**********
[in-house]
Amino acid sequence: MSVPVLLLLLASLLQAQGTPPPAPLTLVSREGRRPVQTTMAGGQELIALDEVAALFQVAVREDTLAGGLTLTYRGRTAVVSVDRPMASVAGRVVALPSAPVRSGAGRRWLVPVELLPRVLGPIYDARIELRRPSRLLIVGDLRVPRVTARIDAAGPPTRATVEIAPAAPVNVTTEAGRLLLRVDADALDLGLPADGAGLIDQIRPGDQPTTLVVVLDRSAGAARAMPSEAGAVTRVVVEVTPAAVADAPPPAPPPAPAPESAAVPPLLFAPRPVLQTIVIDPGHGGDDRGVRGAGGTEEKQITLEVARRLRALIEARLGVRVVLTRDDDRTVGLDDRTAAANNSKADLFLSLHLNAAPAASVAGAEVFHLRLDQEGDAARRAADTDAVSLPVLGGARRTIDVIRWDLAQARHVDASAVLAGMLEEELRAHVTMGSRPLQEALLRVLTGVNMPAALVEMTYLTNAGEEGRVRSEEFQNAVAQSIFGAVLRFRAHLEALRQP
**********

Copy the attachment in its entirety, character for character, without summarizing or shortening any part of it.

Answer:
[in-house]
Amino acid sequence: MSVPVLLLLLASLLQAQGTPPPAPLTLVSREGRRPVQTTMAGGQELIALDEVAALFQVAVREDTLAGGLTLTYRGRTAVVSVDRPMASVAGRVVALPSAPVRSGAGRRWLVPVELLPRVLGPIYDARIELRRPSRLLIVGDLRVPRVTARIDAAGPPTRATVEIAPAAPVNVTTEAGRLLLRVDADALDLGLPADGAGLIDQIRPGDQPTTLVVVLDRSAGAARAMPSEAGAVTRVVVEVTPAAVADAPPPAPPPAPAPESAAVPPLLFAPRPVLQTIVIDPGHGGDDRGVRGAGGTEEKQITLEVARRLRALIEARLGVRVVLTRDDDRTVGLDDRTAAANNSKADLFLSLHLNAAPAASVAGAEVFHLRLDQEGDAARRAADTDAVSLPVLGGARRTIDVIRWDLAQARHVDASAVLAGMLEEELRAHVTMGSRPLQEALLRVLTGVNMPAALVEMTYLTNAGEEGRVRSEEFQNAVAQSIFGAVLRFRAHLEALRQP